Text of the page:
In Order to Love...
“Hi, my name is John and I only have a few minutes to explain to you something that means the world to me…”
In reflecting on our last dinner and on all that John shared… I realized that he ended up doing exactly what he was afraid of. He was actively applying what he learned and overcoming a fear of his between the Halibut and sour cherry galette.
Guests were seated on the lawn beside the stone wall or under a string of lights in the Chuck House at Pleasant Hills Farm. In the middle of a stretch of sweltering days and hot summer nights we were gifted perfect weather and a beautiful night under the stars, surrounded by candles. After the fourth course was served, just before meandering to the back porch for dessert and coffee by the salt water pool in the garden, there was a break in the night. The music came to a stop and all eyes turned toward John- it was his time to share. The way he took the mic, walks when he talks and his use of casual expressions makes you think he’s comfortable up there and that it’s easy to share. But that’s just it… what he was telling us was that sharing is not easy for him. In fact, he feared it. So much so that when he was talking about listening to someone else sharing their own personal story he had a guttural reaction of “Oh please stop! You are so going to regret this! Don’t you know how people can use personal information to hurt you in ways you can’t imagine!?” And in turn my instinctual reaction was… “what has John been through to make him react and feel that way?” The answer… I don’t know. A lot. He started off with explaining how his abuse of alcohol took him to “places you wouldn’t wish on your worst enemy”, and ended up telling us about how living in a community of people that love and trust him as well as being a part of something like Seven Harvests where people want to help and want to give and want to learn about him- has brought him to where he is now. Standing in front of us with a microphone in his hand, absolutely opening up, revealing to our dinner guests some of his deep fears and the dark ways he got there. Together we witnessed a sort of breakthrough- John was trusting us with his life story and in that way he was loving us and allowing us to see him, know him and choose to love him. In closing, John stated “In order to love you must first trust.”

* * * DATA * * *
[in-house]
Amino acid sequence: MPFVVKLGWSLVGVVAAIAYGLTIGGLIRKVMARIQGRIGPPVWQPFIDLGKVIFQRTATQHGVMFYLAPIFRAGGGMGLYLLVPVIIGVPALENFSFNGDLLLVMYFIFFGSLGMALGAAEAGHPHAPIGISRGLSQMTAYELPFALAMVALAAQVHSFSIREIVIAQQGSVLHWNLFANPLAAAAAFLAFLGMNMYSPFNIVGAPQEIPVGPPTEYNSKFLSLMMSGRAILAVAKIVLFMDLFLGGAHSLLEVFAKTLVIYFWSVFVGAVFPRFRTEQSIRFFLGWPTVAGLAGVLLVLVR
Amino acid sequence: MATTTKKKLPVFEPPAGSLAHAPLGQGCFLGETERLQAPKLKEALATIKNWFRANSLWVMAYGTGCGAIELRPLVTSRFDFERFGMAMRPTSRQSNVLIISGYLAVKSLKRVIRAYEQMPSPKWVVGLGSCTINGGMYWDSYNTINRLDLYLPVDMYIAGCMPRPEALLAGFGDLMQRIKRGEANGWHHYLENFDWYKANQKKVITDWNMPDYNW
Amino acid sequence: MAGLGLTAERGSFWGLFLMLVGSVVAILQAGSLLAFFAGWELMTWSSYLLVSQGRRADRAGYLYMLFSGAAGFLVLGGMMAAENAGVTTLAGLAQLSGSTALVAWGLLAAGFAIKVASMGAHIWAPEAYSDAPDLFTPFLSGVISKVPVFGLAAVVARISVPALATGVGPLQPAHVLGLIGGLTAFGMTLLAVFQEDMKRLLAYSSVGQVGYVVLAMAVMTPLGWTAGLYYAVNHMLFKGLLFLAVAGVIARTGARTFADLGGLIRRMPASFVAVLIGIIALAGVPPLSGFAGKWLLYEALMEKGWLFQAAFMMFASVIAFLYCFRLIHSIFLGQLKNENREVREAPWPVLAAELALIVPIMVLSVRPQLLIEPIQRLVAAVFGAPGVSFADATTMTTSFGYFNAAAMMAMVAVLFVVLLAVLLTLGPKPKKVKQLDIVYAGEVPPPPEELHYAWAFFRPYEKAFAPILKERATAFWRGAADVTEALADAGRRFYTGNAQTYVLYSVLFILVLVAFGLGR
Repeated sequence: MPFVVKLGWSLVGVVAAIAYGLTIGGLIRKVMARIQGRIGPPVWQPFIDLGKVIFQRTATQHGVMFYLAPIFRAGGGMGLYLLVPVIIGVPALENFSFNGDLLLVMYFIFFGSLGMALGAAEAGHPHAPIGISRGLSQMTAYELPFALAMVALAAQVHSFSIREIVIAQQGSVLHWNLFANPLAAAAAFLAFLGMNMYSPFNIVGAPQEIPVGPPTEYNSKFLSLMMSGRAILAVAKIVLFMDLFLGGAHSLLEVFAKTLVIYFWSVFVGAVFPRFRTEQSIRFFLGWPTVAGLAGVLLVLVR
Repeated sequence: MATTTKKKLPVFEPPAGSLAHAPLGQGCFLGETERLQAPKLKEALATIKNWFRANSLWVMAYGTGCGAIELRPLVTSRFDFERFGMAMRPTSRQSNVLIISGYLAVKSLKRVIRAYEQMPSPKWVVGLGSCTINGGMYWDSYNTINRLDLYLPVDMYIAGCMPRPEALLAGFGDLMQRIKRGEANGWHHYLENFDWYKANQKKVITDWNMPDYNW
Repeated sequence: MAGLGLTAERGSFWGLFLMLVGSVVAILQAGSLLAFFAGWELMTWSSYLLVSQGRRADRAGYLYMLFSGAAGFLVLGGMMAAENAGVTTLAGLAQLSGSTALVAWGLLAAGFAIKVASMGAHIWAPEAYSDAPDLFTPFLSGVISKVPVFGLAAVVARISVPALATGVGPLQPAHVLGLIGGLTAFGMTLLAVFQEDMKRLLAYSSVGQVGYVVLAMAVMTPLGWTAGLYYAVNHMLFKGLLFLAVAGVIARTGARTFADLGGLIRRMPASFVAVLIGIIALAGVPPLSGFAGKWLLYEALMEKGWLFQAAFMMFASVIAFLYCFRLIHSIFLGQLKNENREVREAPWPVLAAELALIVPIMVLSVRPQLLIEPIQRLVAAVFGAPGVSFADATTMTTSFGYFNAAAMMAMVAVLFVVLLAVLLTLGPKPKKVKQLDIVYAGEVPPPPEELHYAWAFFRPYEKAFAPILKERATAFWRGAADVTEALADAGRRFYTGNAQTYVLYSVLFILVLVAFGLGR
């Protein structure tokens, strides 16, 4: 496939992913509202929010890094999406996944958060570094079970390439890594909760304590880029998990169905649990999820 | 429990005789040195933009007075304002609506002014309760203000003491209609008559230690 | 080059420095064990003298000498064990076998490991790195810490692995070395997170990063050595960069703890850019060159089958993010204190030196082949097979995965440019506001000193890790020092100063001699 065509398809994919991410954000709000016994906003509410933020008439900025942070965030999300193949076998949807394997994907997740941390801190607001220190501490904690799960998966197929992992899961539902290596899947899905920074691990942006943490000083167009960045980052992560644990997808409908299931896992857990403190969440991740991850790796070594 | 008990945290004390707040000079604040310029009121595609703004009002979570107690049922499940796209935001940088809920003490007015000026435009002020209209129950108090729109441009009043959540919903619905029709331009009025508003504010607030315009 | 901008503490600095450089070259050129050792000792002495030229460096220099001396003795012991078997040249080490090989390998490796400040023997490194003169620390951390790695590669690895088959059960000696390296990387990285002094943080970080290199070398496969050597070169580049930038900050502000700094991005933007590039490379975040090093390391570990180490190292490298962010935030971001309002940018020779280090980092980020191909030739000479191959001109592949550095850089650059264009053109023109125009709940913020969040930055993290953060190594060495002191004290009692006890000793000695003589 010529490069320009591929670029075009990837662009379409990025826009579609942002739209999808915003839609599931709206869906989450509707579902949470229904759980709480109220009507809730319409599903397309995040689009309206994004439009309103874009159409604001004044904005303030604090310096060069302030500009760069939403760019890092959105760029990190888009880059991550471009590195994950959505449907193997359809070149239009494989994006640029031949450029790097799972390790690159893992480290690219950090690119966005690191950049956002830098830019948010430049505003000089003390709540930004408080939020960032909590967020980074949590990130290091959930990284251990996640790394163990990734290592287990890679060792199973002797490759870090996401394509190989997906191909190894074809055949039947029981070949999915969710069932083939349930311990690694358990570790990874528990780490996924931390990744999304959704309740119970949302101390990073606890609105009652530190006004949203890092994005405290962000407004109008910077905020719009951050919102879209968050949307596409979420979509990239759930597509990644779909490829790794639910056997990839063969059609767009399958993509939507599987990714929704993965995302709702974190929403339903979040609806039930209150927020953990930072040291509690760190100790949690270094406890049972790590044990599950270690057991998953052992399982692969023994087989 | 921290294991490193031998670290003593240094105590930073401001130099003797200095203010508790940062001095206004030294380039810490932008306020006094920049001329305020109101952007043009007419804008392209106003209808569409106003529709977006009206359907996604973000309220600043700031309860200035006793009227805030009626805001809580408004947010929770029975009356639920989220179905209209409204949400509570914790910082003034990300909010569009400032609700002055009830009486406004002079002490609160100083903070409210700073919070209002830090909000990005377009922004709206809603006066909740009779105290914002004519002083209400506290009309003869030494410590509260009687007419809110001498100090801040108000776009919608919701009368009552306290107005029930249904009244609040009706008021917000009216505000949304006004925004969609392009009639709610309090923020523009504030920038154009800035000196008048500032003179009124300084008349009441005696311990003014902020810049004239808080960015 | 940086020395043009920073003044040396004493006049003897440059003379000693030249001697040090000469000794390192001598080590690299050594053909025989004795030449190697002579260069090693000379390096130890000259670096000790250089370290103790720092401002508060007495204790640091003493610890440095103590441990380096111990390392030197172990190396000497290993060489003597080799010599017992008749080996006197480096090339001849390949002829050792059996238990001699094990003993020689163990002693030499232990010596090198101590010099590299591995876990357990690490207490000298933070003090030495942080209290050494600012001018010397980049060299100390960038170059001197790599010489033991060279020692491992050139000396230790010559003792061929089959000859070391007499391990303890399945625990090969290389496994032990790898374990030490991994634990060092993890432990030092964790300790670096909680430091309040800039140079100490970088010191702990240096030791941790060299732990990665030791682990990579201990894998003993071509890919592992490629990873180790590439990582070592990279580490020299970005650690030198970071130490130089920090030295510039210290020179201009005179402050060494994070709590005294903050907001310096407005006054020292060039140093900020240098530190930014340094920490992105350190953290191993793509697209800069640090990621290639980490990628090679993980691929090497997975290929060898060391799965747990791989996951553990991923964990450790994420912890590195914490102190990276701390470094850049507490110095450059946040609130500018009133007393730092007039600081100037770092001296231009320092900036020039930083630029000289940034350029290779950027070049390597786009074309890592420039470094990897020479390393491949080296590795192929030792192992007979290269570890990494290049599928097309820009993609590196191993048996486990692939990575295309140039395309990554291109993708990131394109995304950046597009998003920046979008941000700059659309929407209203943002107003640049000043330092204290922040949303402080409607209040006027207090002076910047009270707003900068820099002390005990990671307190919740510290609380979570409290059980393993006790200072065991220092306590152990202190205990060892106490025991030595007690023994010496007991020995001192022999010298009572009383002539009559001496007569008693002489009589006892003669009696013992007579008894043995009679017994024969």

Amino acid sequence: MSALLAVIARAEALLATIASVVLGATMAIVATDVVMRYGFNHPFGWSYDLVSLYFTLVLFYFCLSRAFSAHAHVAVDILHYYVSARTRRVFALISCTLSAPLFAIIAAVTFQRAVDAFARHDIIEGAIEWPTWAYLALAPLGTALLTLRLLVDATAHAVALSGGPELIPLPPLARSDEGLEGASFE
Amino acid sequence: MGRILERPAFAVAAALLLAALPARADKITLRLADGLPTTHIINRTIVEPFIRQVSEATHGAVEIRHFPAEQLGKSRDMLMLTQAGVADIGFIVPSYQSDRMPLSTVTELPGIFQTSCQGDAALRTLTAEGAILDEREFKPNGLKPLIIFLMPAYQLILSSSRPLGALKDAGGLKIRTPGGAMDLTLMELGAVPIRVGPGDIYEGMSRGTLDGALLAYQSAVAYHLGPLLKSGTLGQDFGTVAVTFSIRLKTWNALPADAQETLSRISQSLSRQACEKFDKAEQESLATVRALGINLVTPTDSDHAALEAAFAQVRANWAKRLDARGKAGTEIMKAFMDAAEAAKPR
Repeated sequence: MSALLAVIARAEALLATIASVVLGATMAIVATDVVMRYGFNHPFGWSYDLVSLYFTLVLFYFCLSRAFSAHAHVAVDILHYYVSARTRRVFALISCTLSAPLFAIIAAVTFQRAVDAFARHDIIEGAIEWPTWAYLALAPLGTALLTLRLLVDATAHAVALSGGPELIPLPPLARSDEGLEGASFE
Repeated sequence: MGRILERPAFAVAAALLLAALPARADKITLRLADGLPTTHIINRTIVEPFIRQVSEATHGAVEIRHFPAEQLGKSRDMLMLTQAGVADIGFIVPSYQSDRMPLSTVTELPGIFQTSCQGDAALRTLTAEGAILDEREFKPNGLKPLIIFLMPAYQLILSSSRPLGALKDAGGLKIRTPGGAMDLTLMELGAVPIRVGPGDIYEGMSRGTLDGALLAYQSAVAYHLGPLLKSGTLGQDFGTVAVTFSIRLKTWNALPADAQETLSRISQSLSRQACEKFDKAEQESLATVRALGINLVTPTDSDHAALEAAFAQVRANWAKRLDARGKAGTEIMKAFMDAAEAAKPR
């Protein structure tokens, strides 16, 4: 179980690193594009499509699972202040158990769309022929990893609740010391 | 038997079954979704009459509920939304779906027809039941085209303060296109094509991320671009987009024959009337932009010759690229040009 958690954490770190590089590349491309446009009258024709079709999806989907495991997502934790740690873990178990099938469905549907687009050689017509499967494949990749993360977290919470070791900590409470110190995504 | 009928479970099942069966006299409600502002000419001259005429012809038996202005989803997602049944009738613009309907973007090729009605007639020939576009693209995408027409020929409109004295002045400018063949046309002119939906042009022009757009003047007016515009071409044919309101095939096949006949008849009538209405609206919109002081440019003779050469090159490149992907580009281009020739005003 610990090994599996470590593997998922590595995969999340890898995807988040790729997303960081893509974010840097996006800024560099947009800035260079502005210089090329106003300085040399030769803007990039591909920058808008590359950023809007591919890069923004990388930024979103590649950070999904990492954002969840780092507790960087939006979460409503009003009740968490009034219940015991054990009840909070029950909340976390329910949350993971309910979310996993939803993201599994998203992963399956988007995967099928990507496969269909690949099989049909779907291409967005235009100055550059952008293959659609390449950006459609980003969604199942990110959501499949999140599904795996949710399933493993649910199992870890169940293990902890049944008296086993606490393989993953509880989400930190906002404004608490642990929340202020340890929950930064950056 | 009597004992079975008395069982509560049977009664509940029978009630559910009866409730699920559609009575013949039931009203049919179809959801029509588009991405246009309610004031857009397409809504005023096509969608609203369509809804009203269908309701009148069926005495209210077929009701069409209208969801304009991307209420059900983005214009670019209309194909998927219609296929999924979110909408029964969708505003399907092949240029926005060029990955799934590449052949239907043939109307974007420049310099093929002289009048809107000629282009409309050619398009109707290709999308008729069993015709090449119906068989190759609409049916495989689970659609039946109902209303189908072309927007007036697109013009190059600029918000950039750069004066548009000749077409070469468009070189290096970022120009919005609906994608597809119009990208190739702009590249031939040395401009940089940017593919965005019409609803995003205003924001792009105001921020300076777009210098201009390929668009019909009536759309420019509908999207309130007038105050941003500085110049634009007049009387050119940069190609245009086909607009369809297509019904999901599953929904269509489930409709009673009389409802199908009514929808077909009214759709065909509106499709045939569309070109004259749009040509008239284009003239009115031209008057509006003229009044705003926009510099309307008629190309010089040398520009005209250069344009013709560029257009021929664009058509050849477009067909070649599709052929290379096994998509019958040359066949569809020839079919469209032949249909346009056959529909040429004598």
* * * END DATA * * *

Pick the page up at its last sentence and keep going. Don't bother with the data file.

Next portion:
I’m so thankful that our dinners are not just about the food, or the ambience.
What is something that means the world to you? Your family? Your faith? Your home? What about trust, love and community?